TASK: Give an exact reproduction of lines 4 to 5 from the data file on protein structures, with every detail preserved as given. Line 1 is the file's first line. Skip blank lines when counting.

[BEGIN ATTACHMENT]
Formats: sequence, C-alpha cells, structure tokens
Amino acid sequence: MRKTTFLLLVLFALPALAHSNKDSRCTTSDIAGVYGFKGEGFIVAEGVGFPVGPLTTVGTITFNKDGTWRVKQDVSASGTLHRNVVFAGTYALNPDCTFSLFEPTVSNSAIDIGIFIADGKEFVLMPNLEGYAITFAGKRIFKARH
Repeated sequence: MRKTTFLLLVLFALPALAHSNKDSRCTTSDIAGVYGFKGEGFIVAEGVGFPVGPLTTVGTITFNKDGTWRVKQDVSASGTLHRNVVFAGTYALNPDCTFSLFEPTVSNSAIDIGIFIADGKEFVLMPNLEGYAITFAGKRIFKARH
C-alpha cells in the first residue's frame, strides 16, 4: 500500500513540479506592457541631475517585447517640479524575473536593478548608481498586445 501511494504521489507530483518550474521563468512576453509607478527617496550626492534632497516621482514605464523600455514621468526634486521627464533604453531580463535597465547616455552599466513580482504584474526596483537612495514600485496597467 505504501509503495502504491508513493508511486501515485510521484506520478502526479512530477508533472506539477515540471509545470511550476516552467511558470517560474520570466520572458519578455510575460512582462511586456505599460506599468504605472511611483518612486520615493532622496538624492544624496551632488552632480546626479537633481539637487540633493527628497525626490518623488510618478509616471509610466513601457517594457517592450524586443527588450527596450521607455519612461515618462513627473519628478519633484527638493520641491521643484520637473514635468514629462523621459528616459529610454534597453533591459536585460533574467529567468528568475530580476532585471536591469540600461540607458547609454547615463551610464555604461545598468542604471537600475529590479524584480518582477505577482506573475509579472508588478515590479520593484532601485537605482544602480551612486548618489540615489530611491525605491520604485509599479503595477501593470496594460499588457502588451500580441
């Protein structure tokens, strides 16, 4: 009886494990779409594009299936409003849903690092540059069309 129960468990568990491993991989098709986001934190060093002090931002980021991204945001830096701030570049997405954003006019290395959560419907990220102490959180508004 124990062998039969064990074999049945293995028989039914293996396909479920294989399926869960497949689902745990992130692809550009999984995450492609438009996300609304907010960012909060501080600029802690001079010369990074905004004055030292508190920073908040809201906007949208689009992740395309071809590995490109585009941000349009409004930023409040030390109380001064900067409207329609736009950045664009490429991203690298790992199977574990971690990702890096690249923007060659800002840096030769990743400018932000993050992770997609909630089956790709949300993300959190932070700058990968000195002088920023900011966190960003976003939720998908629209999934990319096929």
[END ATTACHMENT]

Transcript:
C-alpha cells in the first residue's frame, strides 16, 4: 500500500513540479506592457541631475517585447517640479524575473536593478548608481498586445 501511494504521489507530483518550474521563468512576453509607478527617496550626492534632497516621482514605464523600455514621468526634486521627464533604453531580463535597465547616455552599466513580482504584474526596483537612495514600485496597467 505504501509503495502504491508513493508511486501515485510521484506520478502526479512530477508533472506539477515540471509545470511550476516552467511558470517560474520570466520572458519578455510575460512582462511586456505599460506599468504605472511611483518612486520615493532622496538624492544624496551632488552632480546626479537633481539637487540633493527628497525626490518623488510618478509616471509610466513601457517594457517592450524586443527588450527596450521607455519612461515618462513627473519628478519633484527638493520641491521643484520637473514635468514629462523621459528616459529610454534597453533591459536585460533574467529567468528568475530580476532585471536591469540600461540607458547609454547615463551610464555604461545598468542604471537600475529590479524584480518582477505577482506573475509579472508588478515590479520593484532601485537605482544602480551612486548618489540615489530611491525605491520604485509599479503595477501593470496594460499588457502588451500580441
């Protein structure tokens, strides 16, 4: 009886494990779409594009299936409003849903690092540059069309 129960468990568990491993991989098709986001934190060093002090931002980021991204945001830096701030570049997405954003006019290395959560419907990220102490959180508004 124990062998039969064990074999049945293995028989039914293996396909479920294989399926869960497949689902745990992130692809550009999984995450492609438009996300609304907010960012909060501080600029802690001079010369990074905004004055030292508190920073908040809201906007949208689009992740395309071809590995490109585009941000349009409004930023409040030390109380001064900067409207329609736009950045664009490429991203690298790992199977574990971690990702890096690249923007060659800002840096030769990743400018932000993050992770997609909630089956790709949300993300959190932070700058990968000195002088920023900011966190960003976003939720998908629209999934990319096929």